• Director, 850th Anniversary of Vladimir City Park:
This director, Oleg Barabanov, did not display significant interest/enthusiasm for the proposed project compared to the other park directors. He seemed indifferent to his job and about our project. While the park presents the best location for these attractions, the team is not confident that Barbanov is a reliable and positive player in this project. The team recommends that another park official from the 850th Anniversary Park ultimately oversee this project. The determination of this individual will be made under advisement with Dr. Ron Pope, Ms. Yelena Bychkovskikh, and Mr. Yuri Fedorov. This park is clearly the best location for the project. Moving the attractions to another park would make them inconvenient to the youth, as they are used to skateboarding at the Vladimir Oblast building about 1 km away. In the event that personnel changes can’t be made at the main city park, the project could move to the Druzhba or “Friendship” Park under the direction of Ms. Olga Chapurina.

• Free versus Fee Attractions:
While youth want free attractions, park officials will likely view such innovative and novel attractions as an excellent way to generate income for their parks by charging a nominal fee. If some of the new attractions can be kept free and if the fees charged for the other attractions can be kept truly nominal, and, therefore, affordable, charging fees does not need to be a problem.

• Separate Multipurpose Facility versus Attractions within an Existing Park:
To develop a separate multipurpose recreation facility is likely not feasible. Instead, the team believes it would be better to place said recreation attractions in an existing park such as the 850th Anniversary Vladimir City Park.

• Vandalism:
Every park director we interviewed told us that vandalism is a major problem. Unless attractions are secured, or built with strong materials that will stand up to vandalism, there is no point in providing attractions. This also feeds into the City Administration’s reluctance to offer funding.

NEXT STEPS:

Stage 1 2004-2005

To achieve the goals or needs noted above, the following steps are suggested:

1. Grant Proposals
Ms. Kristina Saxon and Dr. Barbara Schlatter, Illinois State University, will prepare and submit grant proposals by the end of 2004 to secure funding for the construction or purchase of recreation attractions in the form of stakepark obstacles and a disc golf course for the 850th Anniversary Vladimir City Park. Ms. Saxon is an undergraduate recreation major completing an independent study with Dr. Schlatter. She will immerse herself in skateparks and disc golf by visiting local parks that have such attractions as well as visiting with park personnel responsible for purchasing, managing, and maintaining such attractions. Concomitantly she will conduct searches for grant funding from many sources, although the Tony Hawk Foundation and Sister Cities International are currently primary target sources.

2. Construction Plans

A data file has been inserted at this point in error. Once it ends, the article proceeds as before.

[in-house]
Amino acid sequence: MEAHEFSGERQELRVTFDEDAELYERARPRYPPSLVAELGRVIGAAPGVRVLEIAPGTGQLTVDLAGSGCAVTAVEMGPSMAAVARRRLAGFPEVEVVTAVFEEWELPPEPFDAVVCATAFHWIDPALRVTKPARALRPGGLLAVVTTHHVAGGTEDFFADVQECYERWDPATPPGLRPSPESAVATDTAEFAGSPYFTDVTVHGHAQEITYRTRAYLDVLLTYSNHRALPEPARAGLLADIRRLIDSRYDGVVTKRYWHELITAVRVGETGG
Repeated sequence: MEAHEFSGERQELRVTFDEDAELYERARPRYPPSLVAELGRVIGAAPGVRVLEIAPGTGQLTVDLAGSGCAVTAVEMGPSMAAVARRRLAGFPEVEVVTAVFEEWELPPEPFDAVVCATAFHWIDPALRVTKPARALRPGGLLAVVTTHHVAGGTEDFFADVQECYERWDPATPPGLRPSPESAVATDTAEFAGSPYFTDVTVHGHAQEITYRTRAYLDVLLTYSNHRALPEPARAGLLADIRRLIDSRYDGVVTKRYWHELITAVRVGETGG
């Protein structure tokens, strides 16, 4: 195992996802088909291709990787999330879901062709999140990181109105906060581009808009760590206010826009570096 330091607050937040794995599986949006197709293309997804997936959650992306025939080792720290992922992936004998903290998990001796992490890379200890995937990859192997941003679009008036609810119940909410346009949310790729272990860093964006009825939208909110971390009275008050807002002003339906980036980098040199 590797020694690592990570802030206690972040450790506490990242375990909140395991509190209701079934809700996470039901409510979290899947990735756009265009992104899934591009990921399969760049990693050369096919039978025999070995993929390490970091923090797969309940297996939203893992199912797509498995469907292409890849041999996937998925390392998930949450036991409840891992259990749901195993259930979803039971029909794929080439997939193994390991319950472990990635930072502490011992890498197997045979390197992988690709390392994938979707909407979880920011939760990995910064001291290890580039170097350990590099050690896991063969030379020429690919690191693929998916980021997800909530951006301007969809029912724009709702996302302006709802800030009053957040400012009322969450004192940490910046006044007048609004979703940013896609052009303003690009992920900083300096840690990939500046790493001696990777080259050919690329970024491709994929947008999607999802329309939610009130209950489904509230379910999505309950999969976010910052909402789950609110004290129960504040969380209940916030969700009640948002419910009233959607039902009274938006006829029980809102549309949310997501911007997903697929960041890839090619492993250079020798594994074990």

Dr. Marta Moorman, University of Nebraska at Kearney, will research and provide step-by-step construction plans to the American Home staff and Yelena Bychkovskikh in Vladimir so that basic skatepark obstacles and disc golf baskets can be built right away for the 850th Anniversary Vladimir City Park. Careful attention will be placed on the need for basic materials that are relatively inexpensive and easy to obtain.

3. Counter-vandalism Measures
In both items 1. and 2.above, counter-vandalism measures are essential for the overall success to this project. Schlatter, Moorman, and Saxon must communicate their counter-vandalism findings with each other and ensure that the highest quality / cost effective measures will be incorporated into the project.

STAGE 2 2005-2006
The next stage of this project, once Stage 1 is completed, is to seek significant funding and construction plans for outdoor basketball courts, sand volleyball courts, mini soccer and a covered area for table tennis.

STAGE 3 2005-2006
The final stage of the project will be to seek significant funding and construction plans for a protected (from vandalism) outdoor climbing wall, and possibly other attractions, depending on funding.

EVALUATION:
An evaluation will be conducted upon completion of each stage. The evaluation will solicit opinions and attitudes of the stakeholders (park personnel, American Home staff, City Administration staff, and the participants). The results of the evaluation will be communicated to all stakeholders and funding sources (if applicable).

SUMMARY:
The provision of exciting and challenging recreation attractions can steer youth away from negative influences in their lives (such as alcohol and smoking). The problems faced by Vladimir youth are not unique. Cities in the United States, as well as in other countries, have used recreation successfully to address such problems.

This report has detailed the goals for the project, identified the assets and challenges faced by Vladimir City in the realization of those goals, and set forth a plan of action to address the goals.

CONTACT INFORMATION:
Barbara Elwood Schlatter, Ph.D., beschla@ilstu.edu, 309-438-8233
Marta Moorman, Ed.D., moormanm@unk.edu, 308-865-8626
Kristina Saxon, kasaxon@ilstu.edu, 309-438-8233